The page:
Hillary Chute has become recognized not only as the most incisive scholar of contemporary comics, but also as the most canny interlocutor with the star practitioners of this booming genre. There is a sense of community among these artists, and they have together taken the field of graphic narrative forward in terms of force, sophistication, and craft.and#160; But their styles and sensibilities diverge, and their work represents a range of goals and desires, which Chute deftly elicits in conversation. Several commonalities emerge from the interviews. For example, art school was not, for any of these cartoonists, a necessary step for a career in comics. Another theme running across the interviews is the enduring importance of print and the varieties of its circulation. For example, Lynda Barryand#8217;s first book, collecting her series Two Sisters was entirely reproduced through Xeroxes: and#147;Copy shops had just come out,and#8221; she tells Chute. and#147;I just copied the whole collection. I put it in a manila envelope and I hand-decorated the top, and I sold them for ten dollars.and#8221; These mechanisms of reproduction, Chute notes, were key for the expansion of creative comics culture.and#160;
We are living in a golden age of cartoon art. Never before has graphic storytelling been so prominent or garnered such respect: critics and readers alike agree that contemporary cartoonists are creating some of the most innovative and exciting work in all the arts.and#160;
For nearly a decade Hillary L. Chute has been sitting down for extensive interviews with the leading figures in comics, and with Outside the Box she offers fans a chance to share her ringside seat. Chuteand#8217;s in-depth discussions with twelve of the most prominent and accomplished artists and writers in comics today reveal a creative community that is richly interconnected yet fiercely independent, its members sharing many interests and approaches while working with wildly different styles and themes. Chuteand#8217;s subjects run the gamut of contemporary comics practice, from underground pioneers like Art Spiegelman and Lynda Barry, to the analytic work of Scott McCloud, the journalism of Joe Sacco, and the extended narratives of Alison Bechdel, Charles Burns, and more. They reflect on their experience and innovations, the influence of peers and mentors, the reception of their art and the growth of critical attention, and the crucial place of print amid the encroachment of the digital age.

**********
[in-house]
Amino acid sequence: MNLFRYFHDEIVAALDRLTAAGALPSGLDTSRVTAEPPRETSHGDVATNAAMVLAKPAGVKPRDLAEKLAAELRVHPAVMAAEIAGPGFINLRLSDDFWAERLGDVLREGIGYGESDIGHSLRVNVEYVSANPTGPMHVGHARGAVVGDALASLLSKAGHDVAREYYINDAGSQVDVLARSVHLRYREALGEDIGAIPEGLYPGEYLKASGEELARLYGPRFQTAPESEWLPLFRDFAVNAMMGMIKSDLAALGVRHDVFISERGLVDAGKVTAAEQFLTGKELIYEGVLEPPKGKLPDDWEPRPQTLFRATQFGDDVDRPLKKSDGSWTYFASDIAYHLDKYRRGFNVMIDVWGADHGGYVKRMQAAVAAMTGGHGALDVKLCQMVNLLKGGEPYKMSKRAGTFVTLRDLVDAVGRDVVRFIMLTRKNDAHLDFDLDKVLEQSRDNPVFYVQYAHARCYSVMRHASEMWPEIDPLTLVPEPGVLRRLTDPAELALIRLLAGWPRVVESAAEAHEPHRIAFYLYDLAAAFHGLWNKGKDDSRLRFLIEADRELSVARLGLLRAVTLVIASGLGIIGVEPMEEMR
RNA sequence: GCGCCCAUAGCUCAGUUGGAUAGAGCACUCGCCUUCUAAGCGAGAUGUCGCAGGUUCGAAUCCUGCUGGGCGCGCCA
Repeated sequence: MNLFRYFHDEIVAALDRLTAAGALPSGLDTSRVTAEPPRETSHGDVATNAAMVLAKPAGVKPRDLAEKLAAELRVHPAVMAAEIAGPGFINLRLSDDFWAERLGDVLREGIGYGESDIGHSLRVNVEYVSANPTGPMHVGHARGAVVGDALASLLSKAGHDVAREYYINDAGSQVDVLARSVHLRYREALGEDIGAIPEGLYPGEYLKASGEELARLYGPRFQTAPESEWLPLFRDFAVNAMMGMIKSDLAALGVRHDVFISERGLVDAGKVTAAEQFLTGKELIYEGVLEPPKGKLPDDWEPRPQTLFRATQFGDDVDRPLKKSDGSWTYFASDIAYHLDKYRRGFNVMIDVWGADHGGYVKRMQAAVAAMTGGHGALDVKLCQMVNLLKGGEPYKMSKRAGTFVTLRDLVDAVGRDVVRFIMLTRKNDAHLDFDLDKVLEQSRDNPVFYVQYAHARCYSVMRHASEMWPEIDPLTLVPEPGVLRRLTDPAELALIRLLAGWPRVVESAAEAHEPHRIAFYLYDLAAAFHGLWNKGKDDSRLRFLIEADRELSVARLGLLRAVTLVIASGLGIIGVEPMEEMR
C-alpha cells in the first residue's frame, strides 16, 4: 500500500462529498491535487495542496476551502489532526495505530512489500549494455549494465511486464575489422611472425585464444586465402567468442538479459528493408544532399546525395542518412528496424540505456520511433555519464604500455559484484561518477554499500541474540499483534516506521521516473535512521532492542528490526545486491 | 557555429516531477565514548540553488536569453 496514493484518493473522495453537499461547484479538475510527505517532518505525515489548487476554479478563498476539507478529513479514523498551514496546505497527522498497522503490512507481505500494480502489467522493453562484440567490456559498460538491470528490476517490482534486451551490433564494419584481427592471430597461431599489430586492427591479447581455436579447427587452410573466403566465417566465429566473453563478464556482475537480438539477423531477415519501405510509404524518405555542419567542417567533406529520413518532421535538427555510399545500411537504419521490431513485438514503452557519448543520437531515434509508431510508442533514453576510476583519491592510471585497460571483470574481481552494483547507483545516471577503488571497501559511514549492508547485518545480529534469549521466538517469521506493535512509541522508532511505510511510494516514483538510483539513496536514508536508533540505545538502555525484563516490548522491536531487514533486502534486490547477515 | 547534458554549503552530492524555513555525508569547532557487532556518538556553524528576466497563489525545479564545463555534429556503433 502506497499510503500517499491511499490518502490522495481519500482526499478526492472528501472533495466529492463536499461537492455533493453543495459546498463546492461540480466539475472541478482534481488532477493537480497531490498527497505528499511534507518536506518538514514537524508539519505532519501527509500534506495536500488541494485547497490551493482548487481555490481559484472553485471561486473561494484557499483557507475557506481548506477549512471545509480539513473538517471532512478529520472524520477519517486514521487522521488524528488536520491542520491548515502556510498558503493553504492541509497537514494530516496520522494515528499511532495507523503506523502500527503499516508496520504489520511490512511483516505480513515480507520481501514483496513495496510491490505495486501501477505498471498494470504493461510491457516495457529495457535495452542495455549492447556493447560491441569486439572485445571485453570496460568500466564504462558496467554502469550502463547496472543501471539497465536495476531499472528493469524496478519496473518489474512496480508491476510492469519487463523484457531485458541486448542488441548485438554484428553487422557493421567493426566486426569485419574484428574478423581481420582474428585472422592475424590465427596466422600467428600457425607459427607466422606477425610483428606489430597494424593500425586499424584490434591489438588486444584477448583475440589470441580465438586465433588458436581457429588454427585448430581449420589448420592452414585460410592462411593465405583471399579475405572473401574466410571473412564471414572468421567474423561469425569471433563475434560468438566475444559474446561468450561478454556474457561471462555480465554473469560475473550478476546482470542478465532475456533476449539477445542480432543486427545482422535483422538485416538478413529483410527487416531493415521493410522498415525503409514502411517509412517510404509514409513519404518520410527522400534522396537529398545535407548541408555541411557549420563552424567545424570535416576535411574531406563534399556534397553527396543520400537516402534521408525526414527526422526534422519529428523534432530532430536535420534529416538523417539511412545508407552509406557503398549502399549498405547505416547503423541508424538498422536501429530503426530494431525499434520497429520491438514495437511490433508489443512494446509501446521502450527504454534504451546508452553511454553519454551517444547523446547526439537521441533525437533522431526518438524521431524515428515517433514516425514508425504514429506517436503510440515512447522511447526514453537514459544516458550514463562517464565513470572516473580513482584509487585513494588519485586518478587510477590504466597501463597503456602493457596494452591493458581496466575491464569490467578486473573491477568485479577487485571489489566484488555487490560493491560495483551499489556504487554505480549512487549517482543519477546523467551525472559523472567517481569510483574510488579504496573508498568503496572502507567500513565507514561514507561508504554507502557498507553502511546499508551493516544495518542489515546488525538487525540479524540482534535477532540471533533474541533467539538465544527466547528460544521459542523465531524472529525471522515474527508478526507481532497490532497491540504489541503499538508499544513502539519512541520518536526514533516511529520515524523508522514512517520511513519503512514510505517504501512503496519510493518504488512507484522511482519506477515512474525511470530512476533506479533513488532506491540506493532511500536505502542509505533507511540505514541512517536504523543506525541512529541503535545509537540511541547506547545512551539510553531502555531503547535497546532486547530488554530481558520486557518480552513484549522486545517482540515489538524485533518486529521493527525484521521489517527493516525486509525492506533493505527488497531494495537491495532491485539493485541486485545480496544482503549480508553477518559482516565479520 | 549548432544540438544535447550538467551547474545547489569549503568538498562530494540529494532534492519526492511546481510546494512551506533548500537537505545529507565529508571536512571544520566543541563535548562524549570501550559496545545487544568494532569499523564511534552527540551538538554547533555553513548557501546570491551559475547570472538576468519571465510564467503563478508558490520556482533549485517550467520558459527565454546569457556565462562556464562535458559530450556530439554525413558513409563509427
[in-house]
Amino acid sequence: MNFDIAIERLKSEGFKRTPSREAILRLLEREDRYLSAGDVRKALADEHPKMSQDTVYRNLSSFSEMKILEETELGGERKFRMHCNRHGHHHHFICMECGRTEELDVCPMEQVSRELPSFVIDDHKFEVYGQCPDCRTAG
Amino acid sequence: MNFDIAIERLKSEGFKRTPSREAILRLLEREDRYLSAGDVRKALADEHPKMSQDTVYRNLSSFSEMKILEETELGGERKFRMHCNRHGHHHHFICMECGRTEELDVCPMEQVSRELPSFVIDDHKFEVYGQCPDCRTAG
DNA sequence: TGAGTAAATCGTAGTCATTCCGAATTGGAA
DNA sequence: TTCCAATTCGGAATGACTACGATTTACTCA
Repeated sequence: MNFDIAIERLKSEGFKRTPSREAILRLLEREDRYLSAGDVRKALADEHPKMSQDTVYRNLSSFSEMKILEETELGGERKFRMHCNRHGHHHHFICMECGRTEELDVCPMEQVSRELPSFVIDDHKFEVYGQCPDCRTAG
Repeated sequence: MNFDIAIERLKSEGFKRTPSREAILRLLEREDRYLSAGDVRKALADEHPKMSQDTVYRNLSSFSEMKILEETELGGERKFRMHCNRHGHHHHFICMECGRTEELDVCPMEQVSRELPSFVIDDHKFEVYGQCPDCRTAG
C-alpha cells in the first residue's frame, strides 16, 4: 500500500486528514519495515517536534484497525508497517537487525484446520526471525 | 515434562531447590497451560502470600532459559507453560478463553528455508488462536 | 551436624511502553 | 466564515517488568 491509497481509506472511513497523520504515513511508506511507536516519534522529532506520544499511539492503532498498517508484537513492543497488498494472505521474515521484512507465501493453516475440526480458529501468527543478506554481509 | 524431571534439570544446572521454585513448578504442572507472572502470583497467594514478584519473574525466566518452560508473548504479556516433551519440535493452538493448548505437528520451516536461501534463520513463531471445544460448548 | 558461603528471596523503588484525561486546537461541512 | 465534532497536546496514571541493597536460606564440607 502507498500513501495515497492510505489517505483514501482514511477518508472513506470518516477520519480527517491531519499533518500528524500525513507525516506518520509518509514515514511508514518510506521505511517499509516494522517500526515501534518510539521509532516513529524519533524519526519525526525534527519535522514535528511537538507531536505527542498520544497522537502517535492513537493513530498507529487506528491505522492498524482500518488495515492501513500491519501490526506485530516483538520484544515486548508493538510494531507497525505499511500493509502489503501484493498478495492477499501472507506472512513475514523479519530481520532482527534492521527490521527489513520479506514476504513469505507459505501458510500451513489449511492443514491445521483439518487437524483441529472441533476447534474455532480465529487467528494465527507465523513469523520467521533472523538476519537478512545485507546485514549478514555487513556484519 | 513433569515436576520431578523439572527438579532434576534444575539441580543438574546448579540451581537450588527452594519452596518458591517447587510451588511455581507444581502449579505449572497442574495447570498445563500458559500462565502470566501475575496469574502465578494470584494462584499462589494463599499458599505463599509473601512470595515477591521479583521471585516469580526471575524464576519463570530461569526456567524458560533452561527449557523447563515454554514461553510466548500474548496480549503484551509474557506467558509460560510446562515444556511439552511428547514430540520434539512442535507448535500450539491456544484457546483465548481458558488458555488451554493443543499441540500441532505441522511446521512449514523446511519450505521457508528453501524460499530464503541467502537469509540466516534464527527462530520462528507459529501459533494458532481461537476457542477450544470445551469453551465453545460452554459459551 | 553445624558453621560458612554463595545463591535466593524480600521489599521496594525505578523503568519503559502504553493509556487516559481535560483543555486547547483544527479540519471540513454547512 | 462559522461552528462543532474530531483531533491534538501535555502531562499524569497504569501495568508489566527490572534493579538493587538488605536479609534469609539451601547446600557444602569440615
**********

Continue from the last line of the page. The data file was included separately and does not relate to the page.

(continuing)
Beautifully illustrated in full-color, and featuring three never-before-published interviewsand#151;including the first published conversation between Art Spiegelman and Chris Wareand#151;Outside the Box will be a landmark volume, a close-up account of the rise of graphic storytelling and a testament to its vibrant creativity.
Powell's City of Books is an independent bookstore in Portland, Oregon, that fills a whole city block with more than a million new, used, and out of print books. Shop those shelves — plus literally millions more books, DVDs, and gifts — here at Powells.com.